Waitrose this year experienced between 500 and 600% growth in cod sales in following its advertisements promoting Icelandic cod
When Iceland unveiled plans for the Iceland Responsible Fisheries (IRF) eco-label in 2008 there were many who thought the move was little more than a publicity stunt – after all, did the seafood industry need yet another logo; wouldn’t it just add to already tumultuous consumer confusion?
It wasn’t until this year’s European Seafood Exposition (ESE 2011), held in Brussels in May, that influential heads did turn because that was when the IRF scheme received a glowing endorsement from high-end UK supermarket chain Waitrose.
Waitrose is a big seller of Icelandic seafood - particularly cod and haddock - sourced through its relationship with the processor Sealord Caistor Ltd. WFreaders should note thatseafood accounts for approximately 11% of the retailer’s overall sales. It’s also worth noting that seafood products accounted for 42% of Iceland's total export value in 2009, amounting to ISK 209bn (€1.3bn/$1.8bn). Approximately 36% of this value came from cod.
At an ESE luncheon, sponsored by Promote Iceland, Quentin Clark, Waitrose’s head of sustainability and ethical sourcing, announced the chain had experienced a massive 500-600% growth in cod sales in the wake of advertisements promoting Icelandic cod. These advertisements featured the world-renowned celebrity chef Heston Blumenthal.
In the UK market, Waitrose has become something of a leader in promoting sustainable seafood. It was even a key sponsor of the 'End of the Line' film documentary. And Mr Clark pointed out that seafood sales rose 15% following the release of the controversial film.
According to Mr Clark, Waitrose’s approach is to assure its customers it will only sell fish to the highest standards of both quality and sustainability. It defines this with four key principles: (1) It will not sell a threatened or endangered fish; (2) it will only sell fish from a well-managed fishery with science-based quotas; (3) the fish must be caught using responsible fishing methods, and; (4) the fish must be fully traceable from catch to consumer.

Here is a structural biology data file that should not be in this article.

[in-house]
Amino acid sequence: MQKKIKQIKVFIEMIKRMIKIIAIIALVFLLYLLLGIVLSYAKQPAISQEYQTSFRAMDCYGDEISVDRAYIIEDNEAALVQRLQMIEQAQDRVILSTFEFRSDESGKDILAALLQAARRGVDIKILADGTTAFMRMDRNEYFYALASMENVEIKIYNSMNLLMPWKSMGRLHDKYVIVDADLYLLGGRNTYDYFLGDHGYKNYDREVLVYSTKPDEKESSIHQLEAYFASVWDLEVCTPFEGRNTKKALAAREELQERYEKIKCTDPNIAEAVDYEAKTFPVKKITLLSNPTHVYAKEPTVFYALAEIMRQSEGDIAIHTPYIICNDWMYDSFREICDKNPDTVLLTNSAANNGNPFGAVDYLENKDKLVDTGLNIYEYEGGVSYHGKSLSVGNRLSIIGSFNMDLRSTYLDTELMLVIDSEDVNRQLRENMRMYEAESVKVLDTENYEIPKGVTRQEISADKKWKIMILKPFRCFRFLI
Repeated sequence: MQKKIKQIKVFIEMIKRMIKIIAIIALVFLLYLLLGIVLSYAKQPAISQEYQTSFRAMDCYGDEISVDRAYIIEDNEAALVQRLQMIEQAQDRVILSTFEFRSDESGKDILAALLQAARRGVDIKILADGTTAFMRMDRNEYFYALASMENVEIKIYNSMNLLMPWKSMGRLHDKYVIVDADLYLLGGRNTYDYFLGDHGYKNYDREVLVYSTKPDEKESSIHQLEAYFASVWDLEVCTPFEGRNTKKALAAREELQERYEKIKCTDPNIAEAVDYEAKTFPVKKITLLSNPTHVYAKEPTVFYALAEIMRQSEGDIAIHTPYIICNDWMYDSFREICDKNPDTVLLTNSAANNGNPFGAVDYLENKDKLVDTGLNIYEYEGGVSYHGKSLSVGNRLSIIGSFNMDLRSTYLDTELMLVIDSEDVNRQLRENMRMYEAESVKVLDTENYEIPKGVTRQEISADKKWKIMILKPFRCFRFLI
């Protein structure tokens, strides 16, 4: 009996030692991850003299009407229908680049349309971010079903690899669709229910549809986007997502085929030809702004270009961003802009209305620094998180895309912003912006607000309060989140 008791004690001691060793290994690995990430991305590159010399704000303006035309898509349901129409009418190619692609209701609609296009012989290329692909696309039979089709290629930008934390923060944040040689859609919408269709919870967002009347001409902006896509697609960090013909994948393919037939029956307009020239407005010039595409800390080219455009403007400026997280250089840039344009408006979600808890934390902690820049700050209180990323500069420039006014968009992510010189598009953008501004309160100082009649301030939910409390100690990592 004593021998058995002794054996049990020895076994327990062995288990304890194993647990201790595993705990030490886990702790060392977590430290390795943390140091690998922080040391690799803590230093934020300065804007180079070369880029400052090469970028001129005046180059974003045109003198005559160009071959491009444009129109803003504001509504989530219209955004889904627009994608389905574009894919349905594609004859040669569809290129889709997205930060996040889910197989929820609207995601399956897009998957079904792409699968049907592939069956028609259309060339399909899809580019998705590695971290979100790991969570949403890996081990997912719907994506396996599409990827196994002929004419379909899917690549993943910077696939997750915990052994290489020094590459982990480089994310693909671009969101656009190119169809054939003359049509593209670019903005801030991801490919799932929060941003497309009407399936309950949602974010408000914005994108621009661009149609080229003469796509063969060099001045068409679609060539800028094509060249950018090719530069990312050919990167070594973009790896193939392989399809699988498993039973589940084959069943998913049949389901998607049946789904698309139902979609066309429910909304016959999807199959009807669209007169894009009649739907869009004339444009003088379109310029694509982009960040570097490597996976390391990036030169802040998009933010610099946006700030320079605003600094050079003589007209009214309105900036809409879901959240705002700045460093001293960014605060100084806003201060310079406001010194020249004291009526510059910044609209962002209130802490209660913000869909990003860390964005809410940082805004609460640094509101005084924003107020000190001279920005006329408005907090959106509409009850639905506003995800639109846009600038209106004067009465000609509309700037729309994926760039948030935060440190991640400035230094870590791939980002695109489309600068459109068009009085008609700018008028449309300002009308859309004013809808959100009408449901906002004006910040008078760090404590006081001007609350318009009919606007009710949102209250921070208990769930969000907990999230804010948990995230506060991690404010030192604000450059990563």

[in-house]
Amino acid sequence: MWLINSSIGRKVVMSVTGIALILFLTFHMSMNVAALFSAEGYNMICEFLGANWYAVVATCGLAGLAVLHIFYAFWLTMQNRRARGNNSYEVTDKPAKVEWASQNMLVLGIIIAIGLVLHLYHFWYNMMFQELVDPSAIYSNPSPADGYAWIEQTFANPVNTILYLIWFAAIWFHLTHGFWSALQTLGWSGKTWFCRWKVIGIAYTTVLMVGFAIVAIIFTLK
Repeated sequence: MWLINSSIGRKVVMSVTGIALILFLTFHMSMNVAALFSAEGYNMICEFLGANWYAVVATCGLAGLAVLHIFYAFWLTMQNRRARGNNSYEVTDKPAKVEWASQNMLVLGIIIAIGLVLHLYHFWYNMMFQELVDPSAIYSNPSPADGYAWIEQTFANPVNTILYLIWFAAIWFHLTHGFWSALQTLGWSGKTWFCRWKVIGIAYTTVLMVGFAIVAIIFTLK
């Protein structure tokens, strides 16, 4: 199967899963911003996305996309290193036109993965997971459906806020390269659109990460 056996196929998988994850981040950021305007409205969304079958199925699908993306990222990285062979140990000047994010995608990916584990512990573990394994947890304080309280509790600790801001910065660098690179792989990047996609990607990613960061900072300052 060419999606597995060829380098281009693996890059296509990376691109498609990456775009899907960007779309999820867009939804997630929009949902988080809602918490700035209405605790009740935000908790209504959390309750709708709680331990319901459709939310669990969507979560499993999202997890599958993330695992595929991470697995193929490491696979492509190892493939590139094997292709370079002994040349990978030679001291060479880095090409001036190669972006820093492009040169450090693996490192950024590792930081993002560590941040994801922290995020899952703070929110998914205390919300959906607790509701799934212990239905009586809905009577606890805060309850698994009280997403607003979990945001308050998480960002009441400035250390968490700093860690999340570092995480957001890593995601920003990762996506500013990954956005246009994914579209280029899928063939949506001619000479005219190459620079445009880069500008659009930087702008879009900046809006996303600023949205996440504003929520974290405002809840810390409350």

Mr Clark doesn’t subscribe to the widely shared view that a proliferation of labels confuses customers. He said this is because he feels the average consumer doesn't pay attention to the actual logo but it’s nevertheless important that a logo accompanies the product. He also believes that Waitrose’s customers trust it to select the most appropriate and credible seafood sustainability certification programme – a view that is shared by many of the world’s leading retailers.
“How can you talk to and convince 50m people? They just want easy answers. We must not rely on consumers to lead the way. It’s our responsibility, not our customers’,” he said.
Icelandic cod – Iceland’s most valuable catch – is to date the first and only species to bear the IRF mark, earning its label in December last year. It won’t be alone however, as in June this year, three more important Icelandic species entered the certification process – saithe, haddock and redfish.
Collective interests in these fisheries, including the Federation of Icelandic Fishing Vessel Owners (LÍÚ), the Federation of Icelandic Fish Processing Plants and the National Association of Small Boat Owners, submitted applications to the independent certification body Global Trust to have the fisheries assessed under the new programme.